As the trial of five former colleagues wound down last week in a federal courtroom in Columbus, Ohio, Lance Poulsen, the founder, former president, chairman and chief executive officer of National Century Financial Enterprises, was impatiently waiting in jail, arguing that conditions there are hardly defendant-friendly.
In August, Poulsen is scheduled to have his own federal criminal trial on fraud and conspiracy charges related to the 2002 collapse of NCFE, which purchased medical accounts receivables from providers, most of which were in dire financial straits. But more imminently, Poulsen is facing witness tampering charges at a trial expected to start this week in Columbus after the first NCFE trial ends.
Considered a flight risk and ordered to jail last November after U.S. District Judge Algenon Marbley learned that Poulsen wasnt gainfully employed as a managing member of a Florida imaging center as he had claimed, Poulsen is complaining that the Ross County Jail outside Columbus is no place to mount a proper defense. In January, a motion for reconsideration of Poulsens jailing was denied by Marbley, but with orders that Poulsen receive certain accommodations while incarcerated to enable him to assist his counsel prepare his defense.
By Feb. 14, Poulsen had numerous complaints about the jail accommodations, including lack of regular or sufficient access to a workroom. His designated area for working was used for other purposes and by other inmates, preventing him from storing his documents or laptop there, he complained in a court filing. He also could not effectively communicate telephonically with his counsel.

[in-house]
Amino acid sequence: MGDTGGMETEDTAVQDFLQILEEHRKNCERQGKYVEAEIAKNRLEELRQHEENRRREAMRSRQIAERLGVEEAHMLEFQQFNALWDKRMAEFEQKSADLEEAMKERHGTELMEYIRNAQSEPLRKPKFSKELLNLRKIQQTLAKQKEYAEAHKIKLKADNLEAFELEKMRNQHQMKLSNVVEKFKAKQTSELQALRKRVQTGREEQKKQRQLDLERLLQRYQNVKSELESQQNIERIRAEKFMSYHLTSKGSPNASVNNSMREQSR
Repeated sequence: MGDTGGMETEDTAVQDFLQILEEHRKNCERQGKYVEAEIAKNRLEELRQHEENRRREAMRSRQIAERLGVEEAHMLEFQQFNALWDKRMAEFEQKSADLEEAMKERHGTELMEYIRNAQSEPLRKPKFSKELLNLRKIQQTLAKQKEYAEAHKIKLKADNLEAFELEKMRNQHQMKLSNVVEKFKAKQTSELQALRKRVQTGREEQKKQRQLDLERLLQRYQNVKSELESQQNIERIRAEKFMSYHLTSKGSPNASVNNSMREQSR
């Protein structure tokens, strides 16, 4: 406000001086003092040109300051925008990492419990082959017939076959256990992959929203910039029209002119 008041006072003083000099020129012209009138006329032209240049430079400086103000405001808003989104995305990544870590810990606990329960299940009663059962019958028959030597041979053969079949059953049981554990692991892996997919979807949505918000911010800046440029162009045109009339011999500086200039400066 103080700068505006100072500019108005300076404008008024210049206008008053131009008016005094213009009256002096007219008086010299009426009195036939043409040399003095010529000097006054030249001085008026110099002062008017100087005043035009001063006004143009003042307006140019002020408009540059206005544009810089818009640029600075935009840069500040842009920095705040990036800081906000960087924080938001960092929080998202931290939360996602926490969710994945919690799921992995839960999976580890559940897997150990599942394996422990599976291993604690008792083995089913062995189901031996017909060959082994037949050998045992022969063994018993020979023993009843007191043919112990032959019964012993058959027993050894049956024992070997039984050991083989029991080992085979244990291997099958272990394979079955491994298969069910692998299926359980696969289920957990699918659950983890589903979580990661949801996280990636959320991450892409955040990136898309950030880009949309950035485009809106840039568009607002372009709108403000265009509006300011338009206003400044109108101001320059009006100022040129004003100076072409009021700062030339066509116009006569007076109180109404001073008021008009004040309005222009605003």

In a subsequent status report, Poulsens attorney, William Terpening, reported that he was moved to the infirmary, which comes with its own litany of problems. The area is small, has to be shared with ill inmates and has no work table except for the floor or the top bunk of some bunk beds. On weekends it is co-occupied by an individual serving 16 weeks for driving under the influence whose noisy breathing machine for emphysema consumes space in the room and disrupts document review efforts, according to the status report. As a result, Poulsen has lost four precious months to prepare for both trials, he says. The status report includes a hand-drawn illustration of the work room.
Poulsen has filed a notice of appeal to his jailing with the 6th District Court of Appeals. Terpening says he doesnt expect a decision before the conclusion of the witness-tampering trial, which is expected to take a week.